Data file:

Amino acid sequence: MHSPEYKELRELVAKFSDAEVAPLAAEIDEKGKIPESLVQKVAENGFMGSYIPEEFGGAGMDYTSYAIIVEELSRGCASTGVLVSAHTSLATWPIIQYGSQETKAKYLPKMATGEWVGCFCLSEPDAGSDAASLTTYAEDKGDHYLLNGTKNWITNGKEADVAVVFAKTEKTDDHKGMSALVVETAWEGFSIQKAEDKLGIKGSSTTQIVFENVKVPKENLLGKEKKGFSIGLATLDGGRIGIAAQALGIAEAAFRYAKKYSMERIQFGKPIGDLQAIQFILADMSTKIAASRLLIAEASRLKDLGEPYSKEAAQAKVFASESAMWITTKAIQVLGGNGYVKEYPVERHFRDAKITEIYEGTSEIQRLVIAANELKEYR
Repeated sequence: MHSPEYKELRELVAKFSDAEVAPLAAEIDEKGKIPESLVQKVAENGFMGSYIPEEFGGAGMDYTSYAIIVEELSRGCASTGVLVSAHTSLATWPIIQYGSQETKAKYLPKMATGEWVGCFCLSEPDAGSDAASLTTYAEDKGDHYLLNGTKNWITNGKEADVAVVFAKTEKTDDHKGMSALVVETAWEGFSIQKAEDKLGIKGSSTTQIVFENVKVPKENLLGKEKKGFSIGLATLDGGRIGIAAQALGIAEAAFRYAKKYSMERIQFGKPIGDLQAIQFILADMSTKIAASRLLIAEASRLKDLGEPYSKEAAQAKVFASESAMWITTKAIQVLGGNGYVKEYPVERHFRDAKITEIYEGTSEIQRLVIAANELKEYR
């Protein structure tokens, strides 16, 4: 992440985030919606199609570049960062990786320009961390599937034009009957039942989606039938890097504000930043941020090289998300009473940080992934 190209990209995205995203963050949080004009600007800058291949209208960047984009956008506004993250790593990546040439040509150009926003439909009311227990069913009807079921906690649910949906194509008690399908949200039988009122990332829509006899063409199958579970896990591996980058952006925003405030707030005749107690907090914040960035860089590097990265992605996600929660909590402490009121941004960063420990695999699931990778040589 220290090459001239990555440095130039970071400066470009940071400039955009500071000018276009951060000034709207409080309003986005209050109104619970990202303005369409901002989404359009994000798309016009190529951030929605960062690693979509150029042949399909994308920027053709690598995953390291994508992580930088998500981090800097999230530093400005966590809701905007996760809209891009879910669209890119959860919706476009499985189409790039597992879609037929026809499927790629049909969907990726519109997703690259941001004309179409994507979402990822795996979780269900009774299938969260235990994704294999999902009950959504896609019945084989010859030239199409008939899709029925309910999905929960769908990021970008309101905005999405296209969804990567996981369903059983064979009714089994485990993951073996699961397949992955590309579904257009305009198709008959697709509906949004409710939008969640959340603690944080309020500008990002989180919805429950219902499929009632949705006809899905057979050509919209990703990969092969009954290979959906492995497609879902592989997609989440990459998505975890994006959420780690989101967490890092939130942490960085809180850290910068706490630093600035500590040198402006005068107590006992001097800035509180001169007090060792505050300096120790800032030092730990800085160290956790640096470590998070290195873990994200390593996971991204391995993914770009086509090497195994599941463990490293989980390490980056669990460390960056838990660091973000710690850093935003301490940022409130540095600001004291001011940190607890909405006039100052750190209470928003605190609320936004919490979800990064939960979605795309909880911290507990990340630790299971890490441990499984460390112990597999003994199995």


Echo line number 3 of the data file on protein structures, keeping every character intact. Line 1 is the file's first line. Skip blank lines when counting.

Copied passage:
């Protein structure tokens, strides 16, 4: 992440985030919606199609570049960062990786320009961390599937034009009957039942989606039938890097504000930043941020090289998300009473940080992934 190209990209995205995203963050949080004009600007800058291949209208960047984009956008506004993250790593990546040439040509150009926003439909009311227990069913009807079921906690649910949906194509008690399908949200039988009122990332829509006899063409199958579970896990591996980058952006925003405030707030005749107690907090914040960035860089590097990265992605996600929660909590402490009121941004960063420990695999699931990778040589 220290090459001239990555440095130039970071400066470009940071400039955009500071000018276009951060000034709207409080309003986005209050109104619970990202303005369409901002989404359009994000798309016009190529951030929605960062690693979509150029042949399909994308920027053709690598995953390291994508992580930088998500981090800097999230530093400005966590809701905007996760809209891009879910669209890119959860919706476009499985189409790039597992879609037929026809499927790629049909969907990726519109997703690259941001004309179409994507979402990822795996979780269900009774299938969260235990994704294999999902009950959504896609019945084989010859030239199409008939899709029925309910999905929960769908990021970008309101905005999405296209969804990567996981369903059983064979009714089994485990993951073996699961397949992955590309579904257009305009198709008959697709509906949004409710939008969640959340603690944080309020500008990002989180919805429950219902499929009632949705006809899905057979050509919209990703990969092969009954290979959906492995497609879902592989997609989440990459998505975890994006959420780690989101967490890092939130942490960085809180850290910068706490630093600035500590040198402006005068107590006992001097800035509180001169007090060792505050300096120790800032030092730990800085160290956790640096470590998070290195873990994200390593996971991204391995993914770009086509090497195994599941463990490293989980390490980056669990460390960056838990660091973000710690850093935003301490940022409130540095600001004291001011940190607890909405006039100052750190209470928003605190609320936004919490979800990064939960979605795309909880911290507990990340630790299971890490441990499984460390112990597999003994199995």